Mental health issues affect more than 40% of adults in the United States, and even more are expected to be affected, as most cases of mental health problems are not reported until ten years after the first effects were felt. For women, these numbers are even higher, and for African American communities, treatment is harder to come by.
With this, mental health resources for black women are in high demand, but difficult to find. With the COVID pandemic making online healthcare more accessible, remote resources for mental health level the proverbial playing field of availability, as patients do not have to travel to get care. This silver lining of the pandemic is expected to become more of a norm even after the virus has subsided. Here are a few of the resources black women can use to find mental health help online.
University Resources for Improving Black Mental Health
Universities have been historically ahead of the curve when it comes to technology, and when it comes to mental health resources, the story is no different. Depression, in particular, affects Black Americans at a higher percentage than the general public, and many universities have free information on how to deal with depression.
They also are great hubs for other resources for things like depression, and many have links to things like virtual therapist directories, and helplines for substance abuse and other mental health services geared specifically to Black Americans. Suicide is another mental health issue that disproportionately affects black people, and university websites are also great places to find resources to help overcome thoughts of suicide.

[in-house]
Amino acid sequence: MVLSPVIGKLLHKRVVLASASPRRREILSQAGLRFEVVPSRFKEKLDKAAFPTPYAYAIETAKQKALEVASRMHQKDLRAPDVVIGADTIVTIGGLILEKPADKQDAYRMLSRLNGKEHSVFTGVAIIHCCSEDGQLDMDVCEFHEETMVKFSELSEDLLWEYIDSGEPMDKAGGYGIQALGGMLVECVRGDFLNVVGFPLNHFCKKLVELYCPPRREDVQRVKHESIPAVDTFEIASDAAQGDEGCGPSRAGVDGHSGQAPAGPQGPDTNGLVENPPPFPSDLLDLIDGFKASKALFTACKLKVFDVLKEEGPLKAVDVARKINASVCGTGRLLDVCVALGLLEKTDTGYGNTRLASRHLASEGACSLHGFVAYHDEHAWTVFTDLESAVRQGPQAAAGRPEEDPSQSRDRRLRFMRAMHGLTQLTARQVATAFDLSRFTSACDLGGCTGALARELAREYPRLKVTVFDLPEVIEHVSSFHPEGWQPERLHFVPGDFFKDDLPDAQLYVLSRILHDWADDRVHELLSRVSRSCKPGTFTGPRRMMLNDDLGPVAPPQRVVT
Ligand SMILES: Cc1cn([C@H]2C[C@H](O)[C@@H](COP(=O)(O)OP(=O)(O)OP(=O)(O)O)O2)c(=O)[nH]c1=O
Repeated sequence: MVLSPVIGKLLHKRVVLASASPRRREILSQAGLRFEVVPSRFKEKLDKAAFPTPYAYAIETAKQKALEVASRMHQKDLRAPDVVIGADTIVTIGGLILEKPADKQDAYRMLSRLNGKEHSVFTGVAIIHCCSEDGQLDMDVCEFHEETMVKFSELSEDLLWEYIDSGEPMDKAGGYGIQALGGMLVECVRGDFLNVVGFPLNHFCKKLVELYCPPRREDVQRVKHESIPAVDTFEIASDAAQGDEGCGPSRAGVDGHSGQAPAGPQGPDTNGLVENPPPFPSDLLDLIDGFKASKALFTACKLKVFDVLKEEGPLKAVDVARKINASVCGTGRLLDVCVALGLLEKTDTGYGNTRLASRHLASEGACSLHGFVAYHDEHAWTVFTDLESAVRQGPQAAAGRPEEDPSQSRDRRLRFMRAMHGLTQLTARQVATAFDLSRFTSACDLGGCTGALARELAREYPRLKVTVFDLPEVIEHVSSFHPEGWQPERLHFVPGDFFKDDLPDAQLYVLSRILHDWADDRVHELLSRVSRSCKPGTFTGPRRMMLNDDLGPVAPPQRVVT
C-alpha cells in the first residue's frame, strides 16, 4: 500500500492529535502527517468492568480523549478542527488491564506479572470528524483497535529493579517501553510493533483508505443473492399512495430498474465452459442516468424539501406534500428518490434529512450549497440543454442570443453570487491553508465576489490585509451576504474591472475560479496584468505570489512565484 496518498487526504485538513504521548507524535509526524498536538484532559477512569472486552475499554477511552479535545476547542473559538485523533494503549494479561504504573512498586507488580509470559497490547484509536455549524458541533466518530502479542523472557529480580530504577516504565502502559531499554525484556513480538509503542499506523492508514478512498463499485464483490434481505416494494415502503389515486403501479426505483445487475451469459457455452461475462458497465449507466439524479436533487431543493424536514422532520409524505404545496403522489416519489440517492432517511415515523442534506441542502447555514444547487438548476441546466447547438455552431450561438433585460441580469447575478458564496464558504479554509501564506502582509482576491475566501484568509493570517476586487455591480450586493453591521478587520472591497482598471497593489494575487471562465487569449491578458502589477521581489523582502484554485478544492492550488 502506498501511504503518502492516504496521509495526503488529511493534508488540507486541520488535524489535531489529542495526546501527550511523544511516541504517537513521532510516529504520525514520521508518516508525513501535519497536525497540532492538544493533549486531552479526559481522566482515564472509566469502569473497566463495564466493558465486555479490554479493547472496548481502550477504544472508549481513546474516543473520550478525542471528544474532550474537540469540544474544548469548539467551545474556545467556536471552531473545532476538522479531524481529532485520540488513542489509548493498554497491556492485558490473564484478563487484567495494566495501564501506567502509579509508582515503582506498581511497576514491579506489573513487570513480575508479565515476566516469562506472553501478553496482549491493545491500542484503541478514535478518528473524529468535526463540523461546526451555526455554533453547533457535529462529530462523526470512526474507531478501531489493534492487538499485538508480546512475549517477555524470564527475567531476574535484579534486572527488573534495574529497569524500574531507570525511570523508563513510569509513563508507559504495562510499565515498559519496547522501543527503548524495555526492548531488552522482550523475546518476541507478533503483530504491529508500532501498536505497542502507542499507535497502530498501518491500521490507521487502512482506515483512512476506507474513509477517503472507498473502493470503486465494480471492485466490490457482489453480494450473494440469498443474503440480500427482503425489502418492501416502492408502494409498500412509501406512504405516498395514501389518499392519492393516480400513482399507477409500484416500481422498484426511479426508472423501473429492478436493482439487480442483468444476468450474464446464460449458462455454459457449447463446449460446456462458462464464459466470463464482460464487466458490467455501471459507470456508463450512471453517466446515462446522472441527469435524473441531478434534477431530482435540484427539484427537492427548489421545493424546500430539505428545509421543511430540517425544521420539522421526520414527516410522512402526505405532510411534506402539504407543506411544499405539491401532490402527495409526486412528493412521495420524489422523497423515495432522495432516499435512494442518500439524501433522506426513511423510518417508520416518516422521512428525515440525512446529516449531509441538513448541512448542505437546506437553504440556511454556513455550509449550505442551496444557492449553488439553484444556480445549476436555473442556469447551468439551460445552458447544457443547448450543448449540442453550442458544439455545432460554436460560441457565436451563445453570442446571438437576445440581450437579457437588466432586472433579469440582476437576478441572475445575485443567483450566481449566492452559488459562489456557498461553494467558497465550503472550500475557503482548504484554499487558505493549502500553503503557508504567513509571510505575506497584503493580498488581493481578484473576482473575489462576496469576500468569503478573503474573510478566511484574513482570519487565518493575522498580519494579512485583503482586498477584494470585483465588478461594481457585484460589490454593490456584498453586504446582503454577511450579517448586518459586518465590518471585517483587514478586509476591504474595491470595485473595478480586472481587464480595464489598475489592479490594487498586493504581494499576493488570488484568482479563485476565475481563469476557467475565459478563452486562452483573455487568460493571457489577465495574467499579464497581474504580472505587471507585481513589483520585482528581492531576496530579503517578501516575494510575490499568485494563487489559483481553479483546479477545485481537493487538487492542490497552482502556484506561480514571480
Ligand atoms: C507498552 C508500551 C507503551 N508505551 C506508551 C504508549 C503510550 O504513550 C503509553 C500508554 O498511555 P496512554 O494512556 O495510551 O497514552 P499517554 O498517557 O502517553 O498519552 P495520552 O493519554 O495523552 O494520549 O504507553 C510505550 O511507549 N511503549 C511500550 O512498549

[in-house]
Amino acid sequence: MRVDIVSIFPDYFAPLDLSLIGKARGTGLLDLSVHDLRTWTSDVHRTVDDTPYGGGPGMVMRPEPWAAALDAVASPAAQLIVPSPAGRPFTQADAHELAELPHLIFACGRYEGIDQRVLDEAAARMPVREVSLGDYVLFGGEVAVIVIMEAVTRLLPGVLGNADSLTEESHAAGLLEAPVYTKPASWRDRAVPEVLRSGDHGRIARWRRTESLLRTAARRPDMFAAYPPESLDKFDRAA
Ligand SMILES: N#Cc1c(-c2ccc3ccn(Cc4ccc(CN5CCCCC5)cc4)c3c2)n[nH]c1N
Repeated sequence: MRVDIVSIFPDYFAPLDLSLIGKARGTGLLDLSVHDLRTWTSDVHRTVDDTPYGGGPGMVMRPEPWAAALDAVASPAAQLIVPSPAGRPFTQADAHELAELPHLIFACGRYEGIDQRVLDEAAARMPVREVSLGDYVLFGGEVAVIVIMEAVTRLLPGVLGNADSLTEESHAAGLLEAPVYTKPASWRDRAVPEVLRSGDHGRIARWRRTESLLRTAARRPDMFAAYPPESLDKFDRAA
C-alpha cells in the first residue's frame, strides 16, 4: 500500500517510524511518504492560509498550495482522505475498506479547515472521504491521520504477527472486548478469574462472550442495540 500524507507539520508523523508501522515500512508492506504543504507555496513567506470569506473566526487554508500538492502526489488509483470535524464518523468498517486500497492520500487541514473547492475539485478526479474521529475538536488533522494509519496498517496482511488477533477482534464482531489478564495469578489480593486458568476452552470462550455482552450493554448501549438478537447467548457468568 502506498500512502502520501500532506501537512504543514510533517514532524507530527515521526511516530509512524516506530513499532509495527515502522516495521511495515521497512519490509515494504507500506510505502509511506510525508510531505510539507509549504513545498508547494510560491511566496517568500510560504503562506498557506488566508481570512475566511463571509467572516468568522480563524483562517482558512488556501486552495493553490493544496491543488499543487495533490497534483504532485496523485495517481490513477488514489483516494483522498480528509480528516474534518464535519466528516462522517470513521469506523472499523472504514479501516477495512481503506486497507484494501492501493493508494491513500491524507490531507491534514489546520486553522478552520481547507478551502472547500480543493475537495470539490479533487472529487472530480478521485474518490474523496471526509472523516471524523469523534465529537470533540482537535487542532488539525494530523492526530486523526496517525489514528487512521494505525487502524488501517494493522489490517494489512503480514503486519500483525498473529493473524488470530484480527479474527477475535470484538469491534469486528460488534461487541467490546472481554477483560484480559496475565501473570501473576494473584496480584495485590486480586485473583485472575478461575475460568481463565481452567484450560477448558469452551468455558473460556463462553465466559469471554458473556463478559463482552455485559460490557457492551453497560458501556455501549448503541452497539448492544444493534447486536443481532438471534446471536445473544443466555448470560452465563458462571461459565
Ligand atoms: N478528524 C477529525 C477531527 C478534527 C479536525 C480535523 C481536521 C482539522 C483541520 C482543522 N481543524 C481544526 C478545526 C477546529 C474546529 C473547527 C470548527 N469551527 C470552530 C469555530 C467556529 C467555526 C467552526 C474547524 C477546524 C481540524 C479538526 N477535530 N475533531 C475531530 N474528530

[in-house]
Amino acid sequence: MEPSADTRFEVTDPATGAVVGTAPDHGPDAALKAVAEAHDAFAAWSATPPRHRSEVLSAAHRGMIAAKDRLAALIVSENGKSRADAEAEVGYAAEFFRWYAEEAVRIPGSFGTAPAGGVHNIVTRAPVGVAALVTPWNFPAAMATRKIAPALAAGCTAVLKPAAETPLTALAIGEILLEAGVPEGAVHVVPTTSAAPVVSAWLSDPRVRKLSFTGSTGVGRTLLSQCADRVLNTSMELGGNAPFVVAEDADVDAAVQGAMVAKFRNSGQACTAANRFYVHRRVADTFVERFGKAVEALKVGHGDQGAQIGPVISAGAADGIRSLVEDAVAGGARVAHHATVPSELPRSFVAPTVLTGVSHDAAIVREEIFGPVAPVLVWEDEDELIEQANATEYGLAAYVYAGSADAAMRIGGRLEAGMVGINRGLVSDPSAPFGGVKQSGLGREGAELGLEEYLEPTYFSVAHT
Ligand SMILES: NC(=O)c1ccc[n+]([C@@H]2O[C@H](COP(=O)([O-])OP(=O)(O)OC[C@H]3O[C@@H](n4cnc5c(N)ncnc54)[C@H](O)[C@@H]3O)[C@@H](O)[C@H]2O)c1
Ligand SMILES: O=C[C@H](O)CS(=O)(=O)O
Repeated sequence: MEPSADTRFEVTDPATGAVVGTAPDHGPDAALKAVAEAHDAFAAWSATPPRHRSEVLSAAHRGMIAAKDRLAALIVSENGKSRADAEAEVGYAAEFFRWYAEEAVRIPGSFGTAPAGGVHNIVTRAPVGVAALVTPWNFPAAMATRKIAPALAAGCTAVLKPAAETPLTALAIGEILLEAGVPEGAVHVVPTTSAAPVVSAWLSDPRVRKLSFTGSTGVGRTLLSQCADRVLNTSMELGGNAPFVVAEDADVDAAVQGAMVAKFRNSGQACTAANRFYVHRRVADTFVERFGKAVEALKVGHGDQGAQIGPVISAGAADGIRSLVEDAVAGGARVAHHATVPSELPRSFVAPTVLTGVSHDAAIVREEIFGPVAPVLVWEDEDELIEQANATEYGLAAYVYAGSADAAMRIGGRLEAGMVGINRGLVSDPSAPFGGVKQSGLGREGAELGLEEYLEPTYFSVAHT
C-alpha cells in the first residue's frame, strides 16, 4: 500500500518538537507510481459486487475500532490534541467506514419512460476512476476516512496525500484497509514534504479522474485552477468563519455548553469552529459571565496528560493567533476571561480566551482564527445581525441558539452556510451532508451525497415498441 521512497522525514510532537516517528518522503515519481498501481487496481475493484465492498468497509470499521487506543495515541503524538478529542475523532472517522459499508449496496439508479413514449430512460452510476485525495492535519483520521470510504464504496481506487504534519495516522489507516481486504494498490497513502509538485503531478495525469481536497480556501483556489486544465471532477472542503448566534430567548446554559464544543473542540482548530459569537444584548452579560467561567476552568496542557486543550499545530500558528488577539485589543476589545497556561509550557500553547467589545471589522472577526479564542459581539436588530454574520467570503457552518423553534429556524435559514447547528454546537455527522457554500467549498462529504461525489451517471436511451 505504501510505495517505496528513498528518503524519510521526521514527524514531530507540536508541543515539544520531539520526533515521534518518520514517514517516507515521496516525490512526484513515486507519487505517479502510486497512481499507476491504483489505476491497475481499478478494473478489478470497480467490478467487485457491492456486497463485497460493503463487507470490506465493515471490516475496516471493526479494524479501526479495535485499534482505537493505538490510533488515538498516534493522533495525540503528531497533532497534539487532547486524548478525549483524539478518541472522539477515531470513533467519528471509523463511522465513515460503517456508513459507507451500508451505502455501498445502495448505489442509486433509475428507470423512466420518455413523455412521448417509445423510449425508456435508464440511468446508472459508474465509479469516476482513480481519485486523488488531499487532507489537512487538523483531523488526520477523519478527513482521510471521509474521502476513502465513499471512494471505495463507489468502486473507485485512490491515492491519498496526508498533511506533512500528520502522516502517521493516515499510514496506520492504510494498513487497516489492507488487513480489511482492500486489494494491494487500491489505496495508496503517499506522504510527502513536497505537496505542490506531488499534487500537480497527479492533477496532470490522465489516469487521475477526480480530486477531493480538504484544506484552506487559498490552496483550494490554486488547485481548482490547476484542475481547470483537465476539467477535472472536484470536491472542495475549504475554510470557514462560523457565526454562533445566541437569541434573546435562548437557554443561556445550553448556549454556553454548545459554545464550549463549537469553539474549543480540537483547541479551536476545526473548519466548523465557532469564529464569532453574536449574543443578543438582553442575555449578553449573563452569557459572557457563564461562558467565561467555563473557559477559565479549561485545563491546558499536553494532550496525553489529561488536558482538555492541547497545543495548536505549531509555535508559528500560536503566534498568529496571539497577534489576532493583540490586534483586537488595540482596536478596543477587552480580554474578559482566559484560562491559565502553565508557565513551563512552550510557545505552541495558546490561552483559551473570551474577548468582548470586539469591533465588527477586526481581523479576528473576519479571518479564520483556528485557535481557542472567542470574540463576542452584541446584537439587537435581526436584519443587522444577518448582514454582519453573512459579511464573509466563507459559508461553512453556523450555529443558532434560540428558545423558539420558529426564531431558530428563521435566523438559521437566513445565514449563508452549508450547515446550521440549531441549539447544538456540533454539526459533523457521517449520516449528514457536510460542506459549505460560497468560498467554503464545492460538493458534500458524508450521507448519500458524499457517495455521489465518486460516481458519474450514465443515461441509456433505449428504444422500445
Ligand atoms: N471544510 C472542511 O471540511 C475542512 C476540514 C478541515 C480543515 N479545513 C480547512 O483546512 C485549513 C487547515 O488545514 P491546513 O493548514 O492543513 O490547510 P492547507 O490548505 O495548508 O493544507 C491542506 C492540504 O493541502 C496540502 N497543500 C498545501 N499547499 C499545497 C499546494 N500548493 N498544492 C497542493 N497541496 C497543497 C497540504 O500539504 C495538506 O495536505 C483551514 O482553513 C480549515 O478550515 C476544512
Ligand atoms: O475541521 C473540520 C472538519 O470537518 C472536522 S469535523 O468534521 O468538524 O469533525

Anxiety & Depression Association of America's Mental Health Resources for African Americans
Anxiety and depression have an unfortunate common relationship, as one often leads to the other. With that, however, fixing one also fixes the other, and the ADAA provides many resources to help African Americans deal with both via their online mental health resources for African Americans.
The primary goal of the ADAA is to, of course, combat depression, but they have been making conscious and measurable efforts to ensure that every member of every community has the same opportunities for treatment, and online resources make that goal closer to a reality. Locational discrepancies in healthcare are glaring, and the ADAA aims to continue putting in work needed to reverse implicit biases in healthcare that lead to such issues.
Resources on Maternal Health Disparities in American
Of the many glaring statistics that point to racial disparity in healthcare in the United States, those in maternal care may be the worst. The mortality rate for black women is more than three times higher than that of white mothers, and access to proper resources (or a lack of) is a primary reason for these, and other maternal health disparities across the U.S.
Online resources for maternal healthcare can certainly provide an even playing field when it comes to knowledge, but the care given during and immediately after childcare is, simply put, not equal, and equal care in the brick-and-mortar world starts with education and advocacy.
Reasons for Optimism
Online resources can only offer so much, as many procedures and treatment measures need to be done in person. The abilities offered online regarding evaluation, however, are a good start in reversing the effects that implicit biases in healthcare have had on the black community since the donning of healthcare in the United States.